Four years ago, employees at the Howard County Office of Environmental Sustainability came up with an idea for people who want to do their part for Earth Day but don't know where to start.
It's called the 20-Minute Cleanup — essentially a way to urge people, either on a whim or through precise planning, to pitch in to aid the environment.
"Every year, just before Earth Day, the county government would get a lot of calls from people saying,'We want to do something for the environment, what's going on?' " said Elissa Reineck, volunteer coordinator for the county Office of Environmental Sustainability.
"We always do have opportunities for people to participate in tree plantings and stream cleanups," she added, "but we wanted to come up with something that would make it wider and more accessible to people who wanted to make a difference.
"We wanted something that they could do quickly and at the last minute, so we came up with the idea of the 20-Minute Cleanup."
The campaign calls upon groups of people — schools, offices, clubs, youth groups and others — to get together as teams and devote a less than half an hour going outside and picking up litter and debris.
"When we initially started the program, we really had business and strip malls in mind, where people could go out on their lunch hours and clean up litter and debris," she added. "We do have some of that, but it's particularly taken off at schools."
"Last year was our best year," Reineck said. "Over 2,300 people participated."
Over the past several days, the office has heard about events throughout the county. And while the official 20-Minute Cleanup Day was Thursday, it's still not too late for any group or individual who wants to celebrate Earth Day to participate. Earth Day is Monday.
If they so choose, groups and individuals are invited to email Reineck at email@example.com and provide her with a brief report on the fruits of their labors, along with some photos, if available. In turn, they will get an acknowledgment of their participation on the county website and an official thank-you.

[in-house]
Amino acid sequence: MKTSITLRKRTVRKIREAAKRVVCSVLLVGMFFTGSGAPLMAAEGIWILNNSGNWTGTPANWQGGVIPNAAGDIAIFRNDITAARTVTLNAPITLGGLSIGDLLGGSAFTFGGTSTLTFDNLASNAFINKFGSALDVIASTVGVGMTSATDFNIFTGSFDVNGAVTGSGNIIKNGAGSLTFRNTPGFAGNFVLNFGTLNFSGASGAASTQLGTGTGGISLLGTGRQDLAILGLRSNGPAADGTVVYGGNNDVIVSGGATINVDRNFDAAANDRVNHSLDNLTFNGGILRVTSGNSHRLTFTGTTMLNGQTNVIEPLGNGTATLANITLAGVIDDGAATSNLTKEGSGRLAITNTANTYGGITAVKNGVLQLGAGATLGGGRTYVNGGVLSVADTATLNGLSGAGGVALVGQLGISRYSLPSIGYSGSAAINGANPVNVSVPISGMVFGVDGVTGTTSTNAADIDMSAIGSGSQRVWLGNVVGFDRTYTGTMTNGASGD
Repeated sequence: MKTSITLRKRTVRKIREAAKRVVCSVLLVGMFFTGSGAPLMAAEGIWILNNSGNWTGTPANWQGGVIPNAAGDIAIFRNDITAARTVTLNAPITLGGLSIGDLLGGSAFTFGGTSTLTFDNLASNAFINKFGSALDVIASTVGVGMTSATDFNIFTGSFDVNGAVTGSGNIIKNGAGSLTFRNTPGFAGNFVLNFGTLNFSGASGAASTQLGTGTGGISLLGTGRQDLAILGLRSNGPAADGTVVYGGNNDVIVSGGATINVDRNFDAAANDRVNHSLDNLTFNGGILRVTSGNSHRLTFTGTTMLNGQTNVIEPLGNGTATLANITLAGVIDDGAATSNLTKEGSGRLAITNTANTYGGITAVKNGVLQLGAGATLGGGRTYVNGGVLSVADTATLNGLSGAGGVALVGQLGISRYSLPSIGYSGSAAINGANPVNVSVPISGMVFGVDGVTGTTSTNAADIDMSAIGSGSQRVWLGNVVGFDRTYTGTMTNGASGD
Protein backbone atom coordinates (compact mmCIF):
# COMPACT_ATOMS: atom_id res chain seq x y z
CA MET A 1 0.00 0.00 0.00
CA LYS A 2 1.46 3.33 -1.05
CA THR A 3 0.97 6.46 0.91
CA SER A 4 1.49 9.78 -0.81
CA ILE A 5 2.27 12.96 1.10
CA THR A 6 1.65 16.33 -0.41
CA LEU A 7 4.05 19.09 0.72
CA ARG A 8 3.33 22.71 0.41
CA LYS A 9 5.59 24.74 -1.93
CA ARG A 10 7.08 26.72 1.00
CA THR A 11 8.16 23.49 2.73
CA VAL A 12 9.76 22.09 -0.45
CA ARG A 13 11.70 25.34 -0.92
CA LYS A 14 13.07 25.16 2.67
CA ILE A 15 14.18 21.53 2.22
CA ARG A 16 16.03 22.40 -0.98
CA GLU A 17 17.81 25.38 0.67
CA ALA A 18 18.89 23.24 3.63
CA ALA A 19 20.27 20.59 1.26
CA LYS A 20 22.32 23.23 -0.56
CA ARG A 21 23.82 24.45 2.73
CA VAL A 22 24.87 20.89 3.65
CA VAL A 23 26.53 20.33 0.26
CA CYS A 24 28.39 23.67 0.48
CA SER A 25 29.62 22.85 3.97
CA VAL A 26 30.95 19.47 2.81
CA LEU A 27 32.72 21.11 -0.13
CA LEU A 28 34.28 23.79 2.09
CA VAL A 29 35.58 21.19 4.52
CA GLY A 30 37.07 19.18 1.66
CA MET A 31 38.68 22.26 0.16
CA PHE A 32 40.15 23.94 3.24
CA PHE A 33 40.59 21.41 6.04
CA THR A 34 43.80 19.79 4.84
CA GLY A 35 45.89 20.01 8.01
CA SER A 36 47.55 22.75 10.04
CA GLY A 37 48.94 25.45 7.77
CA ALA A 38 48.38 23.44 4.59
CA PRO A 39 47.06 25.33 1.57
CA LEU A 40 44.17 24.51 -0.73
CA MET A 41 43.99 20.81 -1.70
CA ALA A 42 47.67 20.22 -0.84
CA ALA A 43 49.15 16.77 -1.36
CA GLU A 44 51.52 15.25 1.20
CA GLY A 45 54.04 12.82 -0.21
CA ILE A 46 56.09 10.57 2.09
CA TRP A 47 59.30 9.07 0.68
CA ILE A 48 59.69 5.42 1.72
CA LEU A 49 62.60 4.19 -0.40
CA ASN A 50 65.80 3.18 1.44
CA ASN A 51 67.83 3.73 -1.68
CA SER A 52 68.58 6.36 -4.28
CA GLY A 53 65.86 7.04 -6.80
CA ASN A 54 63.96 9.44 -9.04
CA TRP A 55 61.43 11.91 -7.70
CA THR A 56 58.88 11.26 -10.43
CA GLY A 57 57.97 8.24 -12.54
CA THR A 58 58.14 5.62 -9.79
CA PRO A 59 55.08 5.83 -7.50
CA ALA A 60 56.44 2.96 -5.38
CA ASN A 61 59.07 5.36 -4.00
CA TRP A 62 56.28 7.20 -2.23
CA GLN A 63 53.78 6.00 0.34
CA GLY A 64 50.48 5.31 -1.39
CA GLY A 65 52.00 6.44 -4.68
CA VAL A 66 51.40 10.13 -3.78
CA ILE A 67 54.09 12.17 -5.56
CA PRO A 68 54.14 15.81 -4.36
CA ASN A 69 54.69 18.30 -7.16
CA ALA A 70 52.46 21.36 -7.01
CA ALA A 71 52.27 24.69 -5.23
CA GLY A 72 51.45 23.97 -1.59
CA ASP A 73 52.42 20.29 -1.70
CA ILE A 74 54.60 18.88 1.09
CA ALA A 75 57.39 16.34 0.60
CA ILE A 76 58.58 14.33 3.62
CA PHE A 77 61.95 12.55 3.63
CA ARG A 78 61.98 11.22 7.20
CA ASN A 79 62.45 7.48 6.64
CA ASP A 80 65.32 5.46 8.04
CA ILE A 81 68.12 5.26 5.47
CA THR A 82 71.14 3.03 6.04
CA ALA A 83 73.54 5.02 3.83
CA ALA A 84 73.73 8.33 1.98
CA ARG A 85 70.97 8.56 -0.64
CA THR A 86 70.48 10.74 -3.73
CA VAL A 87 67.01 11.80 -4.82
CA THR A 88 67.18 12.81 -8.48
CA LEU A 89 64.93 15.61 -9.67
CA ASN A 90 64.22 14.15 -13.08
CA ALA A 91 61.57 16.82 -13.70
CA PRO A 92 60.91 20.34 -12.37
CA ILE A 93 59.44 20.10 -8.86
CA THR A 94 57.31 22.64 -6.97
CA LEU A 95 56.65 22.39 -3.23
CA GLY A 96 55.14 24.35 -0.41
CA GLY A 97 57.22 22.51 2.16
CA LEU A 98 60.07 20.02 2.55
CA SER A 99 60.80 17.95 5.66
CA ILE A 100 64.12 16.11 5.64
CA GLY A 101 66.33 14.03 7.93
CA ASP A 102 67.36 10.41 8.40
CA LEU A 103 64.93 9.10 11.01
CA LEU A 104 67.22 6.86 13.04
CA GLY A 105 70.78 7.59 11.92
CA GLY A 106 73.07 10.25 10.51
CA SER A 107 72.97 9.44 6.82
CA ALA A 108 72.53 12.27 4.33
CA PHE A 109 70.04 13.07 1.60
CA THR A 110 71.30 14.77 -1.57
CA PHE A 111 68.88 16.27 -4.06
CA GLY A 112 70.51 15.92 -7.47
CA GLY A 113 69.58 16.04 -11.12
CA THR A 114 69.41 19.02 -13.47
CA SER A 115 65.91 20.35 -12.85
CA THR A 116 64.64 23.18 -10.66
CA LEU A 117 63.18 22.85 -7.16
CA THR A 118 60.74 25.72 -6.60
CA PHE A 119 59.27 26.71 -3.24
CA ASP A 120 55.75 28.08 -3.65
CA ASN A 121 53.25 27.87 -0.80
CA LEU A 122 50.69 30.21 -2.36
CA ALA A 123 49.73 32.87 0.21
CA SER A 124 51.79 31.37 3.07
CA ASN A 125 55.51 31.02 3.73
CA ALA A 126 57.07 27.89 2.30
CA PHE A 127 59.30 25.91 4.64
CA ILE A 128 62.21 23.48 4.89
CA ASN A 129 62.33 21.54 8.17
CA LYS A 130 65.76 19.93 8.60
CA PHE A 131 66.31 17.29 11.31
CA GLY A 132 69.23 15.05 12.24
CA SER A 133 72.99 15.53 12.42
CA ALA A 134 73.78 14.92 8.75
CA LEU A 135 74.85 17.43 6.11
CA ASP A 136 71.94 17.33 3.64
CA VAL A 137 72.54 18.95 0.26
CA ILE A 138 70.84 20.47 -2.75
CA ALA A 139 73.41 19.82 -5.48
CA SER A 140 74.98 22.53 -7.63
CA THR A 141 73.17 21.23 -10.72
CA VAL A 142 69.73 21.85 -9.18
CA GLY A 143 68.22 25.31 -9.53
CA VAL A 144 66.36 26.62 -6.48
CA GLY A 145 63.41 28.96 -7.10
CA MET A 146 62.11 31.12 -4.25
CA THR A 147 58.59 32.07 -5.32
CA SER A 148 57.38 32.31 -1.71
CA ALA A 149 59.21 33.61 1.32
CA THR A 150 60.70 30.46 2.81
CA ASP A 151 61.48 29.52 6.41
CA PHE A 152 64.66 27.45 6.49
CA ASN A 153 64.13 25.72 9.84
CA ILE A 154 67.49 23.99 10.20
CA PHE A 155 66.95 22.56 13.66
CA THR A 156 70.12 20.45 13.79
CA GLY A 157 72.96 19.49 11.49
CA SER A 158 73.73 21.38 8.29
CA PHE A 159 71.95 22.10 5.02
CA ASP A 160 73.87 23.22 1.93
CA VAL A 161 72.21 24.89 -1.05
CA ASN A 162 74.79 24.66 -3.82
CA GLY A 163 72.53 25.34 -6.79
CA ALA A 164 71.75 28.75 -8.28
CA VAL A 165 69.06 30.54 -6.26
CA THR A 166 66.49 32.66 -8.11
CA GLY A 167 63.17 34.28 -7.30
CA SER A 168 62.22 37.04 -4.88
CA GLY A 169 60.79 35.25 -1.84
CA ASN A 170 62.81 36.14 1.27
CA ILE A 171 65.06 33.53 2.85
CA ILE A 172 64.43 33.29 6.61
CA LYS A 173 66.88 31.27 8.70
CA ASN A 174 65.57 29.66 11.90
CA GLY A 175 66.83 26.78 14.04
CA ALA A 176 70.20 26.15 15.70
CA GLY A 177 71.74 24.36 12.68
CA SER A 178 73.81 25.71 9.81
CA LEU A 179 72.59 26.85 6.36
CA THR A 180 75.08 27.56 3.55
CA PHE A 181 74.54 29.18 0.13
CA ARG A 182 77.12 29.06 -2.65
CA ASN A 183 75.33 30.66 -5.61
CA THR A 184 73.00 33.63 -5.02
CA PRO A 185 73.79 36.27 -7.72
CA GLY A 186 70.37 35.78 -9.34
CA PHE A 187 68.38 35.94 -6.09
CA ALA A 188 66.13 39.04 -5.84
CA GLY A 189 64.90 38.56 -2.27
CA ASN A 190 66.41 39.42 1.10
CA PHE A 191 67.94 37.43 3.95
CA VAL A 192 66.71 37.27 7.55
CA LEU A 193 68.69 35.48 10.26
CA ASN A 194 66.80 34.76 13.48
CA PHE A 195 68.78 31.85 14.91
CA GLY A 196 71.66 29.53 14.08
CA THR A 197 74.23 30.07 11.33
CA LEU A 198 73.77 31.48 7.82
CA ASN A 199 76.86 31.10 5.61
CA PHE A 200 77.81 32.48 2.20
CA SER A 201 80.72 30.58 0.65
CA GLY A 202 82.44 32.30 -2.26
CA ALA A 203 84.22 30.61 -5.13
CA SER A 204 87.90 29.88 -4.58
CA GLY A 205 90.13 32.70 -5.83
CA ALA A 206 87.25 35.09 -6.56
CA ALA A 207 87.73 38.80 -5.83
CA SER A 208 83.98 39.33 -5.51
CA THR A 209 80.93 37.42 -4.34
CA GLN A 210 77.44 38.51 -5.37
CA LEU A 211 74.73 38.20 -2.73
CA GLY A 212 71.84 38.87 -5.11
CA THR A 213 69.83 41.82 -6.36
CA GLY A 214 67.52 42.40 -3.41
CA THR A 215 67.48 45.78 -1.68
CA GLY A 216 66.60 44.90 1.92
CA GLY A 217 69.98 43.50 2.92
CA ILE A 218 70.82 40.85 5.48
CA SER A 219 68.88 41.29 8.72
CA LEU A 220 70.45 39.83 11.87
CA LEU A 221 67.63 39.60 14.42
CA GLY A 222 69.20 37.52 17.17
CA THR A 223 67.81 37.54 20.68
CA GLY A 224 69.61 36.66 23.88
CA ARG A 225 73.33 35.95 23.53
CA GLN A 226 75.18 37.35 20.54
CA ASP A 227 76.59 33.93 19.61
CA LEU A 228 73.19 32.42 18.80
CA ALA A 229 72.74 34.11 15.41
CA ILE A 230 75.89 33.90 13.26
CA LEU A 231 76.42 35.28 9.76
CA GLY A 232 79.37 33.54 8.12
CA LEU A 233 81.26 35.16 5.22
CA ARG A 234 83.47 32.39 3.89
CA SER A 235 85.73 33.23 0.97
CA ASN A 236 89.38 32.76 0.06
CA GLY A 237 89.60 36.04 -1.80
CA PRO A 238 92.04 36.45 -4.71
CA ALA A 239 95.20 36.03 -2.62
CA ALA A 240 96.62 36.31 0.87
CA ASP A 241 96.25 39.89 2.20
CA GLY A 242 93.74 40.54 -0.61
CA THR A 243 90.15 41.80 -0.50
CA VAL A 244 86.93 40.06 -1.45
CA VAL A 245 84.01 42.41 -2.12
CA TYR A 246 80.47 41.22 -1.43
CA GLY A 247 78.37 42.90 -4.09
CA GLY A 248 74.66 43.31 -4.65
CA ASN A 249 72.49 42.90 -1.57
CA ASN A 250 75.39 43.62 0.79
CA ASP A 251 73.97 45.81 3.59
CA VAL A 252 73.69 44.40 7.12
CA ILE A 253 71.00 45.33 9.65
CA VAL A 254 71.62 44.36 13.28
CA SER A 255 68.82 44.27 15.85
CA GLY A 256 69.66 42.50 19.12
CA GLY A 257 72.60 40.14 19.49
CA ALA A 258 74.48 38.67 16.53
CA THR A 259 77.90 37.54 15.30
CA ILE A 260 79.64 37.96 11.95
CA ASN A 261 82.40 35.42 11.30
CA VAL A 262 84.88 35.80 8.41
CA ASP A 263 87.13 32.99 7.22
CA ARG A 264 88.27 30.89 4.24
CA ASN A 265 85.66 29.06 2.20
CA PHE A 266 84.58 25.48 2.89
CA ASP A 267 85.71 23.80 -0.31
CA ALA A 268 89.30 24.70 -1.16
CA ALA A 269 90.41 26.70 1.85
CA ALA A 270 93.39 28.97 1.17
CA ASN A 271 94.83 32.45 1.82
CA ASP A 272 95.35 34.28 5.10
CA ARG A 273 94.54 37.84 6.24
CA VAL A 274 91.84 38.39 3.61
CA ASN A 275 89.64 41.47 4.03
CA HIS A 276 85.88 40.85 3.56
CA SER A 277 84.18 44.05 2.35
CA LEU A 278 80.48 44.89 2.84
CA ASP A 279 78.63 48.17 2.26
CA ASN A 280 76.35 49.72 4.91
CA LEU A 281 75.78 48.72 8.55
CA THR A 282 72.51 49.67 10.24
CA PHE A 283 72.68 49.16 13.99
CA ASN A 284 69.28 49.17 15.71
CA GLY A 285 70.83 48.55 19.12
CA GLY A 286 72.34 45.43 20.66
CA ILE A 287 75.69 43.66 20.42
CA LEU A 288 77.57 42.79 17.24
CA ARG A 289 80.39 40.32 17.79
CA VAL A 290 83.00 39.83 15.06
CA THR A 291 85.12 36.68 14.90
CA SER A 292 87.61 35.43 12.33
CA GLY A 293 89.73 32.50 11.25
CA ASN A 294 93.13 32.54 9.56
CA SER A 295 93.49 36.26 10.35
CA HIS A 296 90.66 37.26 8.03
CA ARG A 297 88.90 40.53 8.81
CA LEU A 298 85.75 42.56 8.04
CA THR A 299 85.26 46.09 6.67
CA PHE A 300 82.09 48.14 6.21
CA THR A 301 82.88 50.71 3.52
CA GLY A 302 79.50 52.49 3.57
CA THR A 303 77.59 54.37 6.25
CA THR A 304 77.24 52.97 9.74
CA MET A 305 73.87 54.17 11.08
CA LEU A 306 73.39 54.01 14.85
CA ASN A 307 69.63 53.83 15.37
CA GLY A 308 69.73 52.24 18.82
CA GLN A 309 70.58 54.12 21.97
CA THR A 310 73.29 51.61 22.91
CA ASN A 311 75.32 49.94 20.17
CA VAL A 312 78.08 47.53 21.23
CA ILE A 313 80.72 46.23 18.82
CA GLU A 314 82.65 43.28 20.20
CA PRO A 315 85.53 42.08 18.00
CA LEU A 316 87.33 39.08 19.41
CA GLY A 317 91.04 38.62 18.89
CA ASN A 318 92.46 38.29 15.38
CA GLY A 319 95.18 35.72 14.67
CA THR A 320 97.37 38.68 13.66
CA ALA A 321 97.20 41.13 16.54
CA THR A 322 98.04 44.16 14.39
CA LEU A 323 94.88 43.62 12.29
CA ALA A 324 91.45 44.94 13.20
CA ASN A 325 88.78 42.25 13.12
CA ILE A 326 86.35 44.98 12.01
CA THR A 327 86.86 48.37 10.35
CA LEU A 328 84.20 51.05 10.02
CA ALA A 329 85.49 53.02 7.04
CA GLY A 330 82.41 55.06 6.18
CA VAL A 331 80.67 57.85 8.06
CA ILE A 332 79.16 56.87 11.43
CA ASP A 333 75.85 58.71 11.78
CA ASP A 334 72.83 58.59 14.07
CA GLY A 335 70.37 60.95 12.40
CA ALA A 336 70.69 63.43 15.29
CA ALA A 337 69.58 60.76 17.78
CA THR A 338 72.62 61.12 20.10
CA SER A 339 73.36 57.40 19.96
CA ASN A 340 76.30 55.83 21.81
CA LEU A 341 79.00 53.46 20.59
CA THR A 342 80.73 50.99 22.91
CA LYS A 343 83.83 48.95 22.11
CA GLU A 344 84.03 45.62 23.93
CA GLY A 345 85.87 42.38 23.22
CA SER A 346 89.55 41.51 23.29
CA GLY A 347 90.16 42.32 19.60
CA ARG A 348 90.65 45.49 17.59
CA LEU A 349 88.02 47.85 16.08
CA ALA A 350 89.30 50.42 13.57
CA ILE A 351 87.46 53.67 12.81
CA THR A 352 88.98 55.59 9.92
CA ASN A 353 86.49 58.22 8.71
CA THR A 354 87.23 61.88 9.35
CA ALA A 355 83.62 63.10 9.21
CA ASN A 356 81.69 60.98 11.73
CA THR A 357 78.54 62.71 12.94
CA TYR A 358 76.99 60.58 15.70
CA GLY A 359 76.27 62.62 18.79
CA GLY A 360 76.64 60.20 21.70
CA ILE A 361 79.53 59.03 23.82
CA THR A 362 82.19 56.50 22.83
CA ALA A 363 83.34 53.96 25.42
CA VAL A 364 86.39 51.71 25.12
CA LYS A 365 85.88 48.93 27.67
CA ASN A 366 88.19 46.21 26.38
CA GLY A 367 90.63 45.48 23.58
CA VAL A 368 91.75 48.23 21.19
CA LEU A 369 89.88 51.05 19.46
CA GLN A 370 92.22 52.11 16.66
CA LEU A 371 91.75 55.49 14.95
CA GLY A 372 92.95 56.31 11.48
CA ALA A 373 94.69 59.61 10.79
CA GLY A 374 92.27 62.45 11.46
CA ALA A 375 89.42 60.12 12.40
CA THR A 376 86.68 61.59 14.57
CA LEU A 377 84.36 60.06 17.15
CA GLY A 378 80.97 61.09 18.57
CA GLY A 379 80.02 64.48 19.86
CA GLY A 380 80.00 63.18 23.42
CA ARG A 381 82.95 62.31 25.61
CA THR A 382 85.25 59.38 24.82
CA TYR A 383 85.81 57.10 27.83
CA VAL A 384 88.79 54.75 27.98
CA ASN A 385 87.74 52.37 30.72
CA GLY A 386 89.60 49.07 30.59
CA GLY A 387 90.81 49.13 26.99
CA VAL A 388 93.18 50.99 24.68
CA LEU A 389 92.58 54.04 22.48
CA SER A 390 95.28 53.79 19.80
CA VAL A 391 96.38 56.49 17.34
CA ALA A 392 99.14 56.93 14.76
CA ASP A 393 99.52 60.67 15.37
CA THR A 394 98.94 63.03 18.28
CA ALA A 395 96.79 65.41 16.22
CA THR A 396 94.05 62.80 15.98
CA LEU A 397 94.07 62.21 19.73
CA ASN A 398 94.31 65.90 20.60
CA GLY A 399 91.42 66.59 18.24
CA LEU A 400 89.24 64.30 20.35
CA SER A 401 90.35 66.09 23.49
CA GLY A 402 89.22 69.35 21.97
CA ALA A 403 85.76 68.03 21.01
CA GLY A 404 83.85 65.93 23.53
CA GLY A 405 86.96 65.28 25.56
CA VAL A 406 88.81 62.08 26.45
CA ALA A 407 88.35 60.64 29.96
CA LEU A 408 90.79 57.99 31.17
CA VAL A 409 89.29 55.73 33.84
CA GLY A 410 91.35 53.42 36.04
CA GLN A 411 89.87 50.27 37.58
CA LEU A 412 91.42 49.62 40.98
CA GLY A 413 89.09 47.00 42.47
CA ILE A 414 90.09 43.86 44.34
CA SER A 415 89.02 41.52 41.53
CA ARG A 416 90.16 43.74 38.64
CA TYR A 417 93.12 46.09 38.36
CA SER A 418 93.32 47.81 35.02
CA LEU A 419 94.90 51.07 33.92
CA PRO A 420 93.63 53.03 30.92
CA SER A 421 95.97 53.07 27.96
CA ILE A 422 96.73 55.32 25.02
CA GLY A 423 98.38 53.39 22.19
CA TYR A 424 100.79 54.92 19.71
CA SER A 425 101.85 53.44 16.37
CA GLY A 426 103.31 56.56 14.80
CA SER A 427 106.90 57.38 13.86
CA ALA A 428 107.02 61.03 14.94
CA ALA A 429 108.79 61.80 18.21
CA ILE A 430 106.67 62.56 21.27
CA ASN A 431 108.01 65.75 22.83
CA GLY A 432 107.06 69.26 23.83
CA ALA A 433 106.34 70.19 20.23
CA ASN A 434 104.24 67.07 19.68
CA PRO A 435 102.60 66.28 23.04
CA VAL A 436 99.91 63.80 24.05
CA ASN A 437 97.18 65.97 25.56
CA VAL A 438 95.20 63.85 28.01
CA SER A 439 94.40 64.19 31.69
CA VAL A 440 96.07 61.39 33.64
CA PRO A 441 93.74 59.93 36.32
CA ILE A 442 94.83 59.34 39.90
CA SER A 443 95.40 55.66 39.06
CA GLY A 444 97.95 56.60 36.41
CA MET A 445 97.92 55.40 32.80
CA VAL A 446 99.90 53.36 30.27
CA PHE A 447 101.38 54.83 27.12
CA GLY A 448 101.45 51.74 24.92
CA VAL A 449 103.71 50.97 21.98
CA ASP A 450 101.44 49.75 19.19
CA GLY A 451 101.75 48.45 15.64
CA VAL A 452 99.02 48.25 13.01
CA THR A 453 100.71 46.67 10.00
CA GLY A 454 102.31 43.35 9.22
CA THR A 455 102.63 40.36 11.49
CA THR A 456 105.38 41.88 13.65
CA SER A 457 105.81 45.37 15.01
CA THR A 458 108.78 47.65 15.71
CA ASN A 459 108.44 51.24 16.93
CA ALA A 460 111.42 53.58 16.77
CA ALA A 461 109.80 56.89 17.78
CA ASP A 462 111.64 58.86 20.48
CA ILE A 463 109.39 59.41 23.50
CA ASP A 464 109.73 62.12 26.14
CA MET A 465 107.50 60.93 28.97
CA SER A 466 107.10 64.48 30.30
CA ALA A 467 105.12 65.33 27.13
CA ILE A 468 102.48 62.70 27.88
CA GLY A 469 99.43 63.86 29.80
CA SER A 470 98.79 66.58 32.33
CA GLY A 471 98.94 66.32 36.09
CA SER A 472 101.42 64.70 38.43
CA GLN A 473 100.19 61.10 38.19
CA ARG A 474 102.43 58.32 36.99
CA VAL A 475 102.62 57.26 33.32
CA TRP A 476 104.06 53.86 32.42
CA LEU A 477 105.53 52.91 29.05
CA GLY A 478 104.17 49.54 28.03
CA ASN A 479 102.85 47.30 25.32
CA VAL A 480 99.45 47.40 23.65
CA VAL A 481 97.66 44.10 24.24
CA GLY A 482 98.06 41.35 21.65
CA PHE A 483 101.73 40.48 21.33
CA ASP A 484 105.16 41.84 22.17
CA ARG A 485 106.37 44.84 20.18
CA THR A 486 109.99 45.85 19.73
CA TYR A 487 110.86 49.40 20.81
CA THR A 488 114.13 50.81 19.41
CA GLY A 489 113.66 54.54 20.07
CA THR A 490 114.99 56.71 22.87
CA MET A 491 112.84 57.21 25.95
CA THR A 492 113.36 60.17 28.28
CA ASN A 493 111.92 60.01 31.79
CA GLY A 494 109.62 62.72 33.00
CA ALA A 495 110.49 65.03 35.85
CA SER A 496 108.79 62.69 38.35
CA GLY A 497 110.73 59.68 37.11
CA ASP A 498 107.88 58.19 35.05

Each year, based on this information, the county tracks how many people participate and how many bags of trash and recycling they collect. The website — livegreenhoward.com — provides details about the 20-Minute Cleanup, information about environmental programs and organizations in county government and throughout the community, and tips and other resources.
"The 20 Minute Cleanup keeps growing every year," said County Executive Ken Ulman in a statement. "Even if you weren't able to participate on Thursday, you can participate through Earth Day and beyond. In fact, you can make every day Earth Day by picking up trash and litter whenever and wherever you see it."
The cleanup effort was just one of many Earth Day events involving by the Office of Environmental Sustainability. On Thursday, Reineck took part in a tree planting Rockburn Park in Elkridge with students from Resurrection-St. Paul School while she was also preparing to rally county employees for a 20-Minute Cleanup event later in the day at the county office building.
Reineck said people in Howard County seem to readily embrace the idea of environmental awareness and stewardship — they just need to know how to participate.
"The 20-Minute Cleanup is for people who either don't have the time or who might not want to spend a whole Saturday morning at an event, like a stream cleanup or a tree planting," Reineck said.
"It's very flexible and very easy, and you can make a difference on your own time and at your own location," she said. "All I want is a quick email telling me how many people participated, how many bags of trash they picked up, and maybe some fun pictures."